Managing Money with a Disability: Take Control of Your Financial Future

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Managing money is a fundamental part of life, but living with a disability or caring for someone who does can make this more of a challenge. Whether it be a physical, developmental, learning, or any other type of disability, many factors can make it more difficult for you to achieve or maintain a healthy financial standing.

Financial stability provides a platform from which you can build the life you want. Without it, the likelihood of you accumulating debt and living under its pressure increases. Bad financial habits and cycles are a downward spiral and the sooner you start to build good habits, the quicker you will be able to find the road to financial stability.

The above is a fairly generic insight that applies to almost everyone, but those living with a disability often face a different set of obstacles to achieving financial stability. What are these challenges and how can you manage your money more effectively despite them?

What are the challenges of managing money with a disability?

Those living with a disability can be financially disadvantaged in a number of ways. 

Limited Ability to Work Due to Health Conditions

Some disabilities can limit people’s ability to work or maintain employment. This has a profound impact on their financial standing because they may be completely or partly reliant on living allowances and benefit payments from the government.

Fear of Losing Benefits or Healthcare

Many programs that provide essential services for people with disabilities have income and resource limits. In the United States, SSDI and SSI recipients can earn a limited amount of money before their payments are reduced. In most states, people on Medicaid can only earn a small amount of money and cannot have more than $2000 in the bank. While there are programs that enable people with disabilities to work without losing Medicare and Medicaid (more on that later), they can be complex, and fear of making mistakes or losing benefits in error can make people hesitant to use them.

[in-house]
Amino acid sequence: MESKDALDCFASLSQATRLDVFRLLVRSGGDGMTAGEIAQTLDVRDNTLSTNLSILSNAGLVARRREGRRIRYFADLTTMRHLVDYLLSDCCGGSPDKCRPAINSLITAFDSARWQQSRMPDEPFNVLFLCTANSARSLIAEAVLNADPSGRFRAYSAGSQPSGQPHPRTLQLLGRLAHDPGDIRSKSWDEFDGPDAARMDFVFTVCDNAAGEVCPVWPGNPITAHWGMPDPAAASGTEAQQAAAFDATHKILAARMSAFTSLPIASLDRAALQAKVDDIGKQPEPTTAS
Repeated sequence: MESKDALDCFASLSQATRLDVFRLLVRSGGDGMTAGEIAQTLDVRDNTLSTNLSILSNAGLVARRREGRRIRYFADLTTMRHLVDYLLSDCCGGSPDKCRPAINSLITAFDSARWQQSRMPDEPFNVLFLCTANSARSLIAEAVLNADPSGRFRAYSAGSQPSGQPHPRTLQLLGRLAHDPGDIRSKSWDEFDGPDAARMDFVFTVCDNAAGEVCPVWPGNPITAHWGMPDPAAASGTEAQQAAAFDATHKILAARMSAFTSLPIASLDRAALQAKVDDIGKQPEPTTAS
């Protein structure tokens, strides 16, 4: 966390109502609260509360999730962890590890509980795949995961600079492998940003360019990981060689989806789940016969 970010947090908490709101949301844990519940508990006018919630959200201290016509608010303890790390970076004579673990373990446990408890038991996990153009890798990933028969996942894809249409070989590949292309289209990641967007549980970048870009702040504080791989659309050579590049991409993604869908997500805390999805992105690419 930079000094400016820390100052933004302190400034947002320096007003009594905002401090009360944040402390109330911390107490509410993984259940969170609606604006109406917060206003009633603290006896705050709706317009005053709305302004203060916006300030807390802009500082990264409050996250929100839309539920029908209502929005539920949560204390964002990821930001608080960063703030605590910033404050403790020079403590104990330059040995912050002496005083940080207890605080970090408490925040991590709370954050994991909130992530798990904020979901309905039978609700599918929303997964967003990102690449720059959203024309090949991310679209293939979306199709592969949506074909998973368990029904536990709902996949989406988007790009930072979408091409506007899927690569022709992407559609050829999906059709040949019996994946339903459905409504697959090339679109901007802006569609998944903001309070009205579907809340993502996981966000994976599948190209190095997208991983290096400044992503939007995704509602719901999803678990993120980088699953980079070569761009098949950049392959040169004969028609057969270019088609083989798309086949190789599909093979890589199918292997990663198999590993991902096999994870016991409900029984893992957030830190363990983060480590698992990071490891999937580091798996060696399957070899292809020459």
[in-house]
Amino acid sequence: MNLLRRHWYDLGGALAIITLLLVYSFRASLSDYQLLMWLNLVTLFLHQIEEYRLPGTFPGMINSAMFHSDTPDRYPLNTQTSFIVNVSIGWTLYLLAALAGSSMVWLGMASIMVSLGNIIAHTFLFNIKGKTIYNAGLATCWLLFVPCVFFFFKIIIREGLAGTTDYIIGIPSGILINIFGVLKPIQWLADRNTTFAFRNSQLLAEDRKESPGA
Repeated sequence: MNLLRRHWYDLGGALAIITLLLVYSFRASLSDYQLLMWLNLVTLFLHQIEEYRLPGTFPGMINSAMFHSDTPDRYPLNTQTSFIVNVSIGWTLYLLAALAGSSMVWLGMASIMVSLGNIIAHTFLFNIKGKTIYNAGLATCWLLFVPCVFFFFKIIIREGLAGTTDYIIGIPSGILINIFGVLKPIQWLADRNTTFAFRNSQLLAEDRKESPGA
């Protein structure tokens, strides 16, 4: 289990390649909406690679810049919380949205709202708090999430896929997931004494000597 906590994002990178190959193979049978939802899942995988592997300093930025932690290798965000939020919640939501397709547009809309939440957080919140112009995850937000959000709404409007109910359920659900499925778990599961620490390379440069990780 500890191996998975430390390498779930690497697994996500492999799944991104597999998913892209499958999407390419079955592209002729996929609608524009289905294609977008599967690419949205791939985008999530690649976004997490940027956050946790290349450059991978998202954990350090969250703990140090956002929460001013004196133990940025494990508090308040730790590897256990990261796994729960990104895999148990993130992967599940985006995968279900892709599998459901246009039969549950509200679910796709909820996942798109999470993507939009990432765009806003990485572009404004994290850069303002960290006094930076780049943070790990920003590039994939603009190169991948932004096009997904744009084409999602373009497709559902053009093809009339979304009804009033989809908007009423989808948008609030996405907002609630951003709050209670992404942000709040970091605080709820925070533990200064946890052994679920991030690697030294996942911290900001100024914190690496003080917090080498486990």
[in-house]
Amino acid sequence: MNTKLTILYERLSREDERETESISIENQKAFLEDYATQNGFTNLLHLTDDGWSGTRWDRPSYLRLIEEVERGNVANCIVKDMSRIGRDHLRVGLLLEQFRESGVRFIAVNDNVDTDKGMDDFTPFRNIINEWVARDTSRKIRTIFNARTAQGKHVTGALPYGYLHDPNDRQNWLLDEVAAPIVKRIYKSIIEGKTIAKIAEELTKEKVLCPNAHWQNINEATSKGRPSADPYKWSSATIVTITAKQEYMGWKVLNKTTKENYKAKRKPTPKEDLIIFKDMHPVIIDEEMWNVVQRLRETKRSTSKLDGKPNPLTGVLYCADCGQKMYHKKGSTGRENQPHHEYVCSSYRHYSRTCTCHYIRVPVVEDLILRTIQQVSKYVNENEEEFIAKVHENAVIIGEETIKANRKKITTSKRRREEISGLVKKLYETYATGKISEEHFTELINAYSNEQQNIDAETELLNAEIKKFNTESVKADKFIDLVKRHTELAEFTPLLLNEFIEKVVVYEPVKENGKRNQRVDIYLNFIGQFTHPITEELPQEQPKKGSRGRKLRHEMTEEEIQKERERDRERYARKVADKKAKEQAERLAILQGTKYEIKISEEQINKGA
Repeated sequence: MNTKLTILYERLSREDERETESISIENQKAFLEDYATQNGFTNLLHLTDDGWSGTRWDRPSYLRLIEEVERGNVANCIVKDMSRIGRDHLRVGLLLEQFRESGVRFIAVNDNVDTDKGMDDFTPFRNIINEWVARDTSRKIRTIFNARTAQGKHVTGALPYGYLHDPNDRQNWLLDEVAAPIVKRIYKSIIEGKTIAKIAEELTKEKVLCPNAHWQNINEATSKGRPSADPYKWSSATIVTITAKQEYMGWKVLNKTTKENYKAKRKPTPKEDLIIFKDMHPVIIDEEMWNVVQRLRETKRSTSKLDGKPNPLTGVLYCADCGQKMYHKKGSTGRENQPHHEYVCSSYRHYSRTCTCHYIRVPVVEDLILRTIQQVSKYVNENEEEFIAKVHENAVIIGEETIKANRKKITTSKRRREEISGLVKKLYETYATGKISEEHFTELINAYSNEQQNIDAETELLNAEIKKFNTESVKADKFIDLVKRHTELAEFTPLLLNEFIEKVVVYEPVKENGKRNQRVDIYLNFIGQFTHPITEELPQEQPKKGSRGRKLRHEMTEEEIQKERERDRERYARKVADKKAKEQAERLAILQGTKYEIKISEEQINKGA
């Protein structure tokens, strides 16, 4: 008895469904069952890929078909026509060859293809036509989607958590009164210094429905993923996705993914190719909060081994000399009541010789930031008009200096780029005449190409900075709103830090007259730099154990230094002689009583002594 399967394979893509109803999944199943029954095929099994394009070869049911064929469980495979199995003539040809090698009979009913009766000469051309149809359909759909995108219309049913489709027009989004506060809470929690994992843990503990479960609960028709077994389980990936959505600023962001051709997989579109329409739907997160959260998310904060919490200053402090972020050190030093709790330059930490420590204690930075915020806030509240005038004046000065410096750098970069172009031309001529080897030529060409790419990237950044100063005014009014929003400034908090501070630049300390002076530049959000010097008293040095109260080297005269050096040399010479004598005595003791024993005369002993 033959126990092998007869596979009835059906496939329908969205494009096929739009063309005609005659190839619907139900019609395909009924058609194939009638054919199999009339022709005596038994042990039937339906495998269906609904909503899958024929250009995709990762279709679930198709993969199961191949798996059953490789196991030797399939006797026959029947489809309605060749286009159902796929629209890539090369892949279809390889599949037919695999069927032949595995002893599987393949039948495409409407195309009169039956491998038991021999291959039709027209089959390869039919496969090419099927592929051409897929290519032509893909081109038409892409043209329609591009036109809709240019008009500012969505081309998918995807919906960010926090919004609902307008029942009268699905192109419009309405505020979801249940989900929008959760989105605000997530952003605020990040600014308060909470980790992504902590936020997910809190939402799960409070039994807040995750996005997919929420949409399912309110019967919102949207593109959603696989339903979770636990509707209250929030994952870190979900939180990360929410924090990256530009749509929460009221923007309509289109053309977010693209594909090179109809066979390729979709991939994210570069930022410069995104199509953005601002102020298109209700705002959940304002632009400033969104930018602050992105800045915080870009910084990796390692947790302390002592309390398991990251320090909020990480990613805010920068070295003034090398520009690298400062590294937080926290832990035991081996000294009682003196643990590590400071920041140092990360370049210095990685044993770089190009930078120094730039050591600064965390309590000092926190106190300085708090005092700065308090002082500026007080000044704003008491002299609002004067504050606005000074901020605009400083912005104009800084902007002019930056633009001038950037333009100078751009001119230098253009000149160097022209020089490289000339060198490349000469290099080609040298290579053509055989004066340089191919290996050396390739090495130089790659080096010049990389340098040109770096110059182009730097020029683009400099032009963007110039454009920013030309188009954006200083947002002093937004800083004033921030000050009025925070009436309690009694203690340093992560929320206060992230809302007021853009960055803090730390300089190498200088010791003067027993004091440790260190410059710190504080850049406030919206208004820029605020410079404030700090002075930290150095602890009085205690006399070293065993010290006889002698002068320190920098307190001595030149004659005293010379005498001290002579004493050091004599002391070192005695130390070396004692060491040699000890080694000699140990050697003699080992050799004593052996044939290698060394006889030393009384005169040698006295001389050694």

Lower incomes increase the likelihood of accumulating debt, which is difficult to pay off if you don’t have disposable income or the ability to earn more.

Debt can also accumulate because of the extra costs associated with living with a disability. For example, the cost of care, equipment, and household bills, on top of all other essential goods and services, can tighten budgets and lead to a decreased standard of living.

Difficulty Understanding Money Management

Another challenge that people face, particularly those with learning and developmental disabilities, is a lack of understanding about money and the role it plays in life. For many, the process of money management is simple. But for others, it’s difficult to grasp and apply the concepts.

Many people with disabilities also struggle with a lack of financial independence because they’re reliant on the care and support of loved ones or social workers. This is not only challenging for the individual but also for the people around them.

Tips for Managing Money with a Disability

With the above challenges in mind, managing money effectively becomes ever more important to ensure that your finances enhance your standard of living rather than detract from it. Many people with disabilities don't know that there are ways to earn and save money without losing benefits such as SSDI and Medicaid. Yes, it's possible! Here are some tips to get you started.

1. Set up an ABLE account or special needs trust.

The first key to managing money with a disability is setting up a safe, legal way to have it. The best way to do that is to use an ABLE account, special needs trust, or both. 

ABLE accounts are tax-advantaged savings accounts that allow people with disabilities to save money without losing Medicaid or other benefits. You can save up to $100,000 in an ABLE account without losing SSI payments, and more while still keeping Medicaid. Friends and family can also contribute to your ABLE account.